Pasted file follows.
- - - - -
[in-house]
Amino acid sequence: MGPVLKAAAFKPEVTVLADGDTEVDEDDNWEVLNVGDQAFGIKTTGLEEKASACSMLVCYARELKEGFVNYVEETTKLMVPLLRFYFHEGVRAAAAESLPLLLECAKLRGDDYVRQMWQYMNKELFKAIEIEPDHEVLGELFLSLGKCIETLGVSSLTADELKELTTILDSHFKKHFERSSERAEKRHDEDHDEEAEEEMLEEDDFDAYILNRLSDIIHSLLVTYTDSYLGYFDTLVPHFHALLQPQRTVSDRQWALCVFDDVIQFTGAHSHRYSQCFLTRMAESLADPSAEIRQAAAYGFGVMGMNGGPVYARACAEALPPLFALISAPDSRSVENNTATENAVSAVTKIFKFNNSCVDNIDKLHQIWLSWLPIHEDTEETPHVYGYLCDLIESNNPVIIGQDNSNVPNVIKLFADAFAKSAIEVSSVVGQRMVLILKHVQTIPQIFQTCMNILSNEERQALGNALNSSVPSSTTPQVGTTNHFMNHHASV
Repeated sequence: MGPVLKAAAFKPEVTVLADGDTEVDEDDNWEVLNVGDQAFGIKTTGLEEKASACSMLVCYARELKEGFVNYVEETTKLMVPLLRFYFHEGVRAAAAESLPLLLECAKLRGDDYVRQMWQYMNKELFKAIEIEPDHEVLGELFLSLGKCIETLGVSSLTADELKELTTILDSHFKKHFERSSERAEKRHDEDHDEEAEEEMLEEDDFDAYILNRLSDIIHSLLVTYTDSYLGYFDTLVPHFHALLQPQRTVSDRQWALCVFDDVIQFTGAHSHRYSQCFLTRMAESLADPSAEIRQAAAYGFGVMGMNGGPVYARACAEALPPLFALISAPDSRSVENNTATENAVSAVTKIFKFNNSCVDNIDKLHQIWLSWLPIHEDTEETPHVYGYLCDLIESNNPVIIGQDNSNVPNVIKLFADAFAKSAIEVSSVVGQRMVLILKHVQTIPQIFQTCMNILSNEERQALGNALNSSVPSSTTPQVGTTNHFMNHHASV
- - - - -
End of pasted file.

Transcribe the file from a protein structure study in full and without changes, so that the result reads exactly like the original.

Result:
[in-house]
Amino acid sequence: MGPVLKAAAFKPEVTVLADGDTEVDEDDNWEVLNVGDQAFGIKTTGLEEKASACSMLVCYARELKEGFVNYVEETTKLMVPLLRFYFHEGVRAAAAESLPLLLECAKLRGDDYVRQMWQYMNKELFKAIEIEPDHEVLGELFLSLGKCIETLGVSSLTADELKELTTILDSHFKKHFERSSERAEKRHDEDHDEEAEEEMLEEDDFDAYILNRLSDIIHSLLVTYTDSYLGYFDTLVPHFHALLQPQRTVSDRQWALCVFDDVIQFTGAHSHRYSQCFLTRMAESLADPSAEIRQAAAYGFGVMGMNGGPVYARACAEALPPLFALISAPDSRSVENNTATENAVSAVTKIFKFNNSCVDNIDKLHQIWLSWLPIHEDTEETPHVYGYLCDLIESNNPVIIGQDNSNVPNVIKLFADAFAKSAIEVSSVVGQRMVLILKHVQTIPQIFQTCMNILSNEERQALGNALNSSVPSSTTPQVGTTNHFMNHHASV
Repeated sequence: MGPVLKAAAFKPEVTVLADGDTEVDEDDNWEVLNVGDQAFGIKTTGLEEKASACSMLVCYARELKEGFVNYVEETTKLMVPLLRFYFHEGVRAAAAESLPLLLECAKLRGDDYVRQMWQYMNKELFKAIEIEPDHEVLGELFLSLGKCIETLGVSSLTADELKELTTILDSHFKKHFERSSERAEKRHDEDHDEEAEEEMLEEDDFDAYILNRLSDIIHSLLVTYTDSYLGYFDTLVPHFHALLQPQRTVSDRQWALCVFDDVIQFTGAHSHRYSQCFLTRMAESLADPSAEIRQAAAYGFGVMGMNGGPVYARACAEALPPLFALISAPDSRSVENNTATENAVSAVTKIFKFNNSCVDNIDKLHQIWLSWLPIHEDTEETPHVYGYLCDLIESNNPVIIGQDNSNVPNVIKLFADAFAKSAIEVSSVVGQRMVLILKHVQTIPQIFQTCMNILSNEERQALGNALNSSVPSSTTPQVGTTNHFMNHHASV